meta data for this page
Add this page to your book
Remove this page from your book
11.C - Other Natural Sources
|NFR-Code||Name of category||Method||AD||EF||Key Category|
Lightning and corona discharge during thunderstorm events cause atmospheric chemical reactions to take place at high voltages and high temperatures. These reactions cause the production of NOx in the atmosphere.
The calculation of NOx emissions from lightning uses strike counts from the German weather service and default emission factors from the EMEP/EEA guidebook.
For the complete time series, the emissions are calculated as follows:
EM = AD (number of lightning strikes) * EF (kg emission per strike)
The number of lightning strikes in Germany is taken from a commercial system called “BLIDS” run by Siemens. The data has been cross-referenced with information from the German weather service. Consistent strike count data is available from 1992 onward and has been back-populated to cover the full time series since 1990. The following table shows the strike figures over time.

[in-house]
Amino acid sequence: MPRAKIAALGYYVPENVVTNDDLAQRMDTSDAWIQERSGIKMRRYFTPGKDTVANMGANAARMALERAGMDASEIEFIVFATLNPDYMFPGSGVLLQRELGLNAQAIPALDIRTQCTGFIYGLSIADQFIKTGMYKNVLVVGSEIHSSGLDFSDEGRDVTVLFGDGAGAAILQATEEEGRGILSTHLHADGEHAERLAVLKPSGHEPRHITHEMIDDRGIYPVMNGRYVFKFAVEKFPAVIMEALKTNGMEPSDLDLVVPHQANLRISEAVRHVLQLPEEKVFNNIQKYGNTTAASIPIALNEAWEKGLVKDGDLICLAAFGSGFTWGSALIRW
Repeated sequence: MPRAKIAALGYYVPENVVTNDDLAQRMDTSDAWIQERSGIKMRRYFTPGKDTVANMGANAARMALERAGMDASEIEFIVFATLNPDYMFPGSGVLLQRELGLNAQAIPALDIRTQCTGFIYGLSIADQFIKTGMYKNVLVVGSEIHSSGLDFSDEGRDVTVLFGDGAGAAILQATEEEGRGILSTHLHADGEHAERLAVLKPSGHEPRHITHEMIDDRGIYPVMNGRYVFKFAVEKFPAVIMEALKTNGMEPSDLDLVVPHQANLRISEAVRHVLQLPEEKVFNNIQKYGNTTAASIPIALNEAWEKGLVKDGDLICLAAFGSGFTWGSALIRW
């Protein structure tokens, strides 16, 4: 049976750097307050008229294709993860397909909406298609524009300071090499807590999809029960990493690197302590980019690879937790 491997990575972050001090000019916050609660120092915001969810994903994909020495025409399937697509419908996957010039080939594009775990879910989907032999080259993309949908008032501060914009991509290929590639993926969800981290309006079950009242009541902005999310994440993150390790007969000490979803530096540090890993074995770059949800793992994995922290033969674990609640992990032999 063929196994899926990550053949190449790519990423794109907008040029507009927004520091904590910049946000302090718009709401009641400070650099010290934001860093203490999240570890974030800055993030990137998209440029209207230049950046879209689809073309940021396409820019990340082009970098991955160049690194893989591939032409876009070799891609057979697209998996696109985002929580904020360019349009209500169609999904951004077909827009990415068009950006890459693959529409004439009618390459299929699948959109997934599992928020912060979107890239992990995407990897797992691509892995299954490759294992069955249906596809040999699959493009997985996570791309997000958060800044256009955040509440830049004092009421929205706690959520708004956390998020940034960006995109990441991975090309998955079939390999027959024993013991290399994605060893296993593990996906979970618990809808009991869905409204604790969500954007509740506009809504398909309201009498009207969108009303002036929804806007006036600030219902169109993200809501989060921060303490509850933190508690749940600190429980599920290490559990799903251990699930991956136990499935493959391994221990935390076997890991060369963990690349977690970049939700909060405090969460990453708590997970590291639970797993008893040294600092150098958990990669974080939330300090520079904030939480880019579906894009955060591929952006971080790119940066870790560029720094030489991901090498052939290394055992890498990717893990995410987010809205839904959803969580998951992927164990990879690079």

Table 1: Lightning strikes in Germany from 1990 onwards
|Year||Strike count [1000 strikes]|
For the calculation of emissions in this category, the Guidebook emission factor of 2.75 kg NOx per strike is used.
The emission value is solely dependent on the strike count and varies between 1 to 3 kilotons of NOx per year.
Figure 1: NFR 11.C, NOx emissions from lightning
As these activities and emissions are reported for the first time, no specific recalculations occur against a previous submission.
The AD from BLIDS does have a low uncertainty of ± 3%. The uncertainties for the emission factors are estimated to be relatively high, being a default value. Hence the overall uncertainty for the emission estimation of NOx from lightning is qualified estimated by expert judgement to be high (>50%).
No sector-specific quality checks are done.
Currently no improvements are planned.